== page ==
This has been a perfect example of how individuals acting in their own self interest with no regard to the consequences caused a huge problem in our society, and now are paying the price themselves in many cases because their abuses of the system caused it to fail. This was what Alan Greenspan was talking about when he said that the thing he never considered was the possibility of banks not acting in their own best interest for the long run.

The lenders assumed that the borrowers would be able to "do something" when the balloon payments came due. Home equity loans were the same way; it was assumed that the econony and personal income would grow to cover the need. It just didn't work out that way, and people couldn't pay their bills, and there were so many defaults on loans that the big banks and investors saw their assets disappear.

On top of all that, add the fact that properties were way overvalued, and the only winners were the folks who sold their homes at large profits due to the over-valued market. So, I guess, anybody who made a big profit on a house should be forced to give back the part that was overvalued. That seems fair, right?

So, what would Jesus do? That's easy. He was a carpenter; he'd have built his own place, and then resisted the temptation to sell it for a big profit and get into something he couldn't afford.


seeuski 7 years, 10 months ago

While everyone continues to ignore the reality and blame those down the line for the housing crisis, like loan officers, realtors etc, here is a new dose of reality for you. One of the main players in the loan crisis is once again trying to get the GSA's to lighten the lending guidelines.

Yea, thats right, but lets blame the loan officers and not the law makers, Barney Frank, who pressured the Banks to make risky loans in the first place. Once the laws were written Banks had to make those loans or suffer under redlining laws. And it certainly is not the fault of those few consumers who knowingly over extended themselves by borrowing against their homes equity, they should not be held accountable for their financial decisions because the lenders were greedy. The world is upside down. People who were smart and sold at a profit are on the wrong side of things I guess, they should have told their buyers sorry, but I can't accept your offer as I am getting too much value you keep the change. I guess Obama will take care of this issue too. Oh yea, he did say something about eliminating the capital gains exemption of 250K. GM will get it.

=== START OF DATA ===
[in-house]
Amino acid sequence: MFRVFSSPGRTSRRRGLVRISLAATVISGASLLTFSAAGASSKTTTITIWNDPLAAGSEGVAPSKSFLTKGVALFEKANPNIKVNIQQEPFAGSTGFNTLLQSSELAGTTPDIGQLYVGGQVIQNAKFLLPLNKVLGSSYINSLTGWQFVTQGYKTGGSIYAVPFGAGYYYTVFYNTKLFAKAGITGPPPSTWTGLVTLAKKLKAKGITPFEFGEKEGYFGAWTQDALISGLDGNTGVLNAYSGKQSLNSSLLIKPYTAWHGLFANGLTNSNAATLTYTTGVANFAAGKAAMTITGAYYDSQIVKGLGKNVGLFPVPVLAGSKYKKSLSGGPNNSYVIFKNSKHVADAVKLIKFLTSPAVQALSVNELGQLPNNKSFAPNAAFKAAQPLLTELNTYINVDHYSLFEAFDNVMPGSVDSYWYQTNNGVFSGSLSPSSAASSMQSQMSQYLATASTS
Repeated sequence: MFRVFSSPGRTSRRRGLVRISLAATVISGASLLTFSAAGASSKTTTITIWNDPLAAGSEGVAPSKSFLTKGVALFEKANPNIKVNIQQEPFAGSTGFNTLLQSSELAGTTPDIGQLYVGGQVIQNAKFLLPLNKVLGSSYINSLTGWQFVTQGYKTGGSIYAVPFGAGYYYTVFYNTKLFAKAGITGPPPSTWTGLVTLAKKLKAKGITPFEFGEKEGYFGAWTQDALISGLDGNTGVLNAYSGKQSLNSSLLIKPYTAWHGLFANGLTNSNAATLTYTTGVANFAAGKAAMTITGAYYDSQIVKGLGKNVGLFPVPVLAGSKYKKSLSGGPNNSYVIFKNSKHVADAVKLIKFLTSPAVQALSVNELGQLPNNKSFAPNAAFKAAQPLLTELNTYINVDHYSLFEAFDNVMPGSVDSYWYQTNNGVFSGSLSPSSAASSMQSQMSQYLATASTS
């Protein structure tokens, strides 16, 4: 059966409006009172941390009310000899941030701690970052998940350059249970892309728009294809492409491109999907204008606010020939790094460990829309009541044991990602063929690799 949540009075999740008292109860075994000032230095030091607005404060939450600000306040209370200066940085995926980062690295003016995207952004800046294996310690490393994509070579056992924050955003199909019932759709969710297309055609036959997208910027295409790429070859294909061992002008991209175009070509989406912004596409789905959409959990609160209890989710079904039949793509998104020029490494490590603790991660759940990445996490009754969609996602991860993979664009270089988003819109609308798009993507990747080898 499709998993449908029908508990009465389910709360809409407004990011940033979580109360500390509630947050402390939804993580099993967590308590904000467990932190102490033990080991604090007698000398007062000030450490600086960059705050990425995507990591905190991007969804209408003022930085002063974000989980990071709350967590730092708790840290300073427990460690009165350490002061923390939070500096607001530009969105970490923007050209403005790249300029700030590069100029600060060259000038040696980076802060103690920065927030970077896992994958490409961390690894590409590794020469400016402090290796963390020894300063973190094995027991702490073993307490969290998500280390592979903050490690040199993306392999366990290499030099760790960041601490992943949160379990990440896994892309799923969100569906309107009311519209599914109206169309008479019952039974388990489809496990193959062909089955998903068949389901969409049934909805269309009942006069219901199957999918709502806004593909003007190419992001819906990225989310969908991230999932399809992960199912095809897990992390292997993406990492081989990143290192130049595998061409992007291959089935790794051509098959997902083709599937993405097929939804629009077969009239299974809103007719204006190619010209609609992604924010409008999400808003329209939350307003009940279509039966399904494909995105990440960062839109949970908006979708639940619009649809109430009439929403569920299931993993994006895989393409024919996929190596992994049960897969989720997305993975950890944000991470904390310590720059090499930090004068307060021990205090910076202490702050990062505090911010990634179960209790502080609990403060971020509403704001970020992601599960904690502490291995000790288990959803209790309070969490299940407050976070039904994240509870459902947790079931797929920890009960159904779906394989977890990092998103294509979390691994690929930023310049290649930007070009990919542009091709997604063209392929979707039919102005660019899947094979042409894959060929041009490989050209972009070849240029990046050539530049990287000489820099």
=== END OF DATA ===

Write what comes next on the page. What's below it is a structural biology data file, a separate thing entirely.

JustSomeJoe 7 years, 10 months ago

Well, there's a first for everything and here goes, "great post aichempty."

You make a lovely argument for necessary regulation in financial and housing markets. When left to make a decision, a person generally makes a decision based on what's going into their pocket, not what's good for the market or what's the moral choice.

A government of the people, for the people and by the people (A. Lincoln by the way) should be a government for all the people, not just the people and businesses that can afford lobbyists. I'm not sure what really could have been done to stop the cycle of inflationary home prices, stupid borrowers that thought the market would keep going up so they could flip their property, banks that made ridiculous loans to borrowers and the appraiser complicit in all of this; but maybe HVCC is a good place to start. I can state for a fact that the money spent by financial services firms lobbying the government is staggering. From 1998-2008 the financial sector spent over $5 billion in political influence in the form of campaign contributions (1.3B +) and direct lobbying (3.3B+). None of it went towards making sure individual rights were protected, all of it went towads maximizing profits and minimizing regulation. Who is watching out for us?

I'm hoping Cam Boyd and company were misquoted in the article about no inflated appraisals being done in Steamboat in the past. Take a look at the market stats over the last three years. Maybe a different word or phrase should be used other than inflated, perhaps "whatever it took to get the deal done".